From Sochi to Saint Petersburg, the World Cup has hopped all across Russia. And that’s no mean feat. It’s the largest country in the world, after all. But, with goals being scored and fouls being blatantly played the length of the land, it can be hard to get around.
In fact, the two stadiums furthest apart, Kaliningrad and Ekaterinburg, are over 3,000 kilometres apart. So, if you fancy England’s chances and are looking to not only get to Russia, but also follow the Lions as they (inevitably) make it to the final, we’ve got the perfect way to do it.
Private jet charters are soaring in popularity, and Victor are the best in the business. The digital jet charter marketplace has seen a huge uptick in requests for flights from England in the last fortnight, which means that fans are keen to jump on the glory bandwagon, and travel without stress or hassle.
Fans are booking everything from 8-seater Citation XLS charters to no-luxury-spared Boeing 737 VIPs – the latter including 60 fully-reclining executive seats, lounge spaces, a fully stocked kitchen (with wine cooler), private bed and shower rooms (to ensure the best rest and relaxation for the drama ahead). Here are the best destinations to fly to, and how much it will cost you.
If England are to make it further than the quarter-finals, they must take Samara by storm and beat Sweden. This is the hot ticket of the moment, but even if you’re not interested in the football, there’s something for everyone in this south-east Russian city.
The Volga runs through its centre and summer is surprisingly warm here. This is a city stuffed with museums, art galleries — housing some of the nation’s finest masterpieces — and relics from WWII. There’s much to see, if you can tear your eyes away from the action on the pitch…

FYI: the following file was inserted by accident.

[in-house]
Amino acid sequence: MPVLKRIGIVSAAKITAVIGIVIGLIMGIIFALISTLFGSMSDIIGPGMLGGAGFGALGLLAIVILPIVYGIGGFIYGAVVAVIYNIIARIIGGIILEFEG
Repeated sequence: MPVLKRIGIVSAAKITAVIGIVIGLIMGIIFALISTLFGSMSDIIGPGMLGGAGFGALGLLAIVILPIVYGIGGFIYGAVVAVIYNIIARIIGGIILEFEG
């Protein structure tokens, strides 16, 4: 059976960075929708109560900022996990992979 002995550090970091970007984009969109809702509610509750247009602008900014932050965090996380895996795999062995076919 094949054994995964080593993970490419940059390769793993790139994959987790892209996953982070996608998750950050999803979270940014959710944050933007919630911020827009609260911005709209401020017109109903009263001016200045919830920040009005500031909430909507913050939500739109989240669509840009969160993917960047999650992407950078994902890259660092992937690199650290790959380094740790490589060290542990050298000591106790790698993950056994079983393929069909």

Fly to Samara
The Russian powerhouse, Moscow will see one semi-final and the eventual final. And if that’s not exciting enough, it’s the semi-final that England may make it to. Luzhniki Stadium is, indeed, impressive — with capacity for almost 80,000 fans and a whole lot of drama.
In a wider sense, Moscow needs no introduction. Be it the Red Square, Russia’s symbolic centre, Lenin’s Mausoleum, the twisted spires of St Basil’s Cathedral or the tsarist treasures stashed in the Kremlin’s Armoury, even if we lose there’s enough to keep your mind off mourning.
Fly to Moscow
The second semi-final will take place in Russia’s second city. The home stadium of FC Zenit Saint Petersburg, Krestovsky Stadium is one of the most costly stadiums ever built — with conservative estimates even judging the expenditure at over $1 billion.
But, if you’re not interested in seeing Brazil face off against France, or Uruguay take on Belgium, then why not venture outside the walls of the stadium and explore the city. With the iconic ‘Bronze Horseman’ statue, views of the Baltic Sea and the Mariinsky Theatre at your disposal, you’ll be spoilt for choice.
Fly to Saint Petersburg
Sochi, as home to the 2014 Winter Olympics, is no stranger to sport. It’s a city, sitting on the Black Sea, that has entered a new phase in its existence, and one that can deal handsomely with a huge influx of sporting tourists. Good thing too, as on Saturday it will play host to Croatia’s national team, as they take on the hosts, Russia.
Aside from the football, the city is best know for being a summer beach resort. Its parks include a palm-filled Arboretum and the vast Sochi National Park in the Caucasus Mountains, and its 20th-century buildings include the columned Winter Theatre. It’s one of Russia’s most diverse cities — and well worth a trip even when there isn’t a tournament on.
Fly to Sochi
CEO of Victor-owner Alyssum Group Clive Jackson talks us through his working day. Read more here…